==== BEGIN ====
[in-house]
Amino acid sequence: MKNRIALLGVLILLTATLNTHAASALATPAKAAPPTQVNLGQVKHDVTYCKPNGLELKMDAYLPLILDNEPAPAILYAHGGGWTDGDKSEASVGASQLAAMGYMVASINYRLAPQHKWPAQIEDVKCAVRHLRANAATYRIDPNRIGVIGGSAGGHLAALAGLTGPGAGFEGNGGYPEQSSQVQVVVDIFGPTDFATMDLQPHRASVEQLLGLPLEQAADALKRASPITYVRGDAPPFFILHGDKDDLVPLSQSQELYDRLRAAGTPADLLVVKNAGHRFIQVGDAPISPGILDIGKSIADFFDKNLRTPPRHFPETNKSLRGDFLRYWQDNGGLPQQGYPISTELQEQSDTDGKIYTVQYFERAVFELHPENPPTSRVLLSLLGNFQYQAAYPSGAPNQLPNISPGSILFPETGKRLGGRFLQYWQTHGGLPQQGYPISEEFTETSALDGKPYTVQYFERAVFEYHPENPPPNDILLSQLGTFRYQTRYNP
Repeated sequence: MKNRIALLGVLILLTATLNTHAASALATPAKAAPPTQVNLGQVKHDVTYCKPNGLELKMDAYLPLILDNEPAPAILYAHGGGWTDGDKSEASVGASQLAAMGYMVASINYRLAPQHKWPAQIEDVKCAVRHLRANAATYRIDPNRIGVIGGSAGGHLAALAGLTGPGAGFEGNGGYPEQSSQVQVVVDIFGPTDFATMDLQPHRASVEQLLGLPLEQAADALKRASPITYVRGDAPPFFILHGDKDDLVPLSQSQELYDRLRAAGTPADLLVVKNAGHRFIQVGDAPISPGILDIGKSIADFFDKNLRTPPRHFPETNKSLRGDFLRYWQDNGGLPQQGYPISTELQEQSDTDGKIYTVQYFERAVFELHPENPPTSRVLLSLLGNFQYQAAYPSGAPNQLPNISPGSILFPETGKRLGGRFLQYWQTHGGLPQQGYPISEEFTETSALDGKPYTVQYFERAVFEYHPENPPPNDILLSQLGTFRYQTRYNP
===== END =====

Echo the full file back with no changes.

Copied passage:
[in-house]
Amino acid sequence: MKNRIALLGVLILLTATLNTHAASALATPAKAAPPTQVNLGQVKHDVTYCKPNGLELKMDAYLPLILDNEPAPAILYAHGGGWTDGDKSEASVGASQLAAMGYMVASINYRLAPQHKWPAQIEDVKCAVRHLRANAATYRIDPNRIGVIGGSAGGHLAALAGLTGPGAGFEGNGGYPEQSSQVQVVVDIFGPTDFATMDLQPHRASVEQLLGLPLEQAADALKRASPITYVRGDAPPFFILHGDKDDLVPLSQSQELYDRLRAAGTPADLLVVKNAGHRFIQVGDAPISPGILDIGKSIADFFDKNLRTPPRHFPETNKSLRGDFLRYWQDNGGLPQQGYPISTELQEQSDTDGKIYTVQYFERAVFELHPENPPTSRVLLSLLGNFQYQAAYPSGAPNQLPNISPGSILFPETGKRLGGRFLQYWQTHGGLPQQGYPISEEFTETSALDGKPYTVQYFERAVFEYHPENPPPNDILLSQLGTFRYQTRYNP
Repeated sequence: MKNRIALLGVLILLTATLNTHAASALATPAKAAPPTQVNLGQVKHDVTYCKPNGLELKMDAYLPLILDNEPAPAILYAHGGGWTDGDKSEASVGASQLAAMGYMVASINYRLAPQHKWPAQIEDVKCAVRHLRANAATYRIDPNRIGVIGGSAGGHLAALAGLTGPGAGFEGNGGYPEQSSQVQVVVDIFGPTDFATMDLQPHRASVEQLLGLPLEQAADALKRASPITYVRGDAPPFFILHGDKDDLVPLSQSQELYDRLRAAGTPADLLVVKNAGHRFIQVGDAPISPGILDIGKSIADFFDKNLRTPPRHFPETNKSLRGDFLRYWQDNGGLPQQGYPISTELQEQSDTDGKIYTVQYFERAVFELHPENPPTSRVLLSLLGNFQYQAAYPSGAPNQLPNISPGSILFPETGKRLGGRFLQYWQTHGGLPQQGYPISEEFTETSALDGKPYTVQYFERAVFEYHPENPPPNDILLSQLGTFRYQTRYNP